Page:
AMLO’s letter to Biden was a stark contrast to the one written to Donald Trump. One of its contrasting feature was its length as the Mexican leader send a seven-page message to Trump, after he himself came to power in 2018. AMLO justified delay in congratulating Biden by emphasising that it was Mexico’s policy of non-intervention in foreign affairs. He said, “With regard to the US election, we are going to wait until all the legal matters have been resolved. I can’t congratulate one candidate or the other. I want to wait until the electoral process is over.”

But this might not be the case as he seemed to be indirectly rooting for Trump as he equated, what Trump called election fraud, with the allegations of fraud he faced in two presidential elections Mexican leader contested, in 2006 and 2012, before winning the third one in 2018.

Slamming AMLO’s move, Gabriel Guerra Castellanos, a former Mexican diplomat, tweeted, “Having read AMLO’s congratulatory letter to Biden, I can only say it would have been better if he had not congratulated him. If someone from this side of the border doesn’t intervene, we will have four icy years in the US-Mexico relationship.”

Brazil and Mexico’s congratulatory acknowledgement was both delayed and rude, which could impact the US ties with Brazil and Mexico for the next four years.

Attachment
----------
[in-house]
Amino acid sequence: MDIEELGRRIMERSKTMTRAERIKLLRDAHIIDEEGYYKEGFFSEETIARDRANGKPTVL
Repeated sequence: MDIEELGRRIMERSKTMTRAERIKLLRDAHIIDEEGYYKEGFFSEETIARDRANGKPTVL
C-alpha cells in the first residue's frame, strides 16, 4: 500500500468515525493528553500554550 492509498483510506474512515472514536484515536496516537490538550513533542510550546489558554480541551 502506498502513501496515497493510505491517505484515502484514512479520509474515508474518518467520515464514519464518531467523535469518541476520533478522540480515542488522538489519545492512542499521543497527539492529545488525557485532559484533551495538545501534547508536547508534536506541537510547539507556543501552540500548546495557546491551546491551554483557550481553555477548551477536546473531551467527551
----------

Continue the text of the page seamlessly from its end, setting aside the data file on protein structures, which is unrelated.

AMLO new legislation provides cover to transnational criminals, puts Mexico-US ties at stake
Americas

AMLO new legislation provides cover to transnational criminals, puts Mexico-US ties at stake

AMLO new legislation: Tensions rise between US and Mexico as latter introduced a new law, which could be called as a reaction to the detention of former Mexican defence minister Salvador Cienfuegos in Los Angeles in October. The new law would directly impact the US-Mexico ties as it bars the officials charged it drug or corruption charges to be tried outside Mexico or in United States. It also imposed a level of censor over the transfer of information or personnels to the US anti-drug agents and the FBI. 

As per the new law, Mexican federal, state and local officials could provide information to “foreign agents” including FBI agents or Drug Enforcement Administration offices only with  the permission from a high-level security panel in Mexico. Besides, the Mexican officials would need to submit a written report carrying the details of the meetings to the Foreign and Public Security ministries. During the meeting, Mexican government also demanded that a representative of the Foreign Ministry would be part of the sessions. Critics argued that it would affect investigations of various cases including drug-trafficking, money-laundering, kidnapping and other crimes.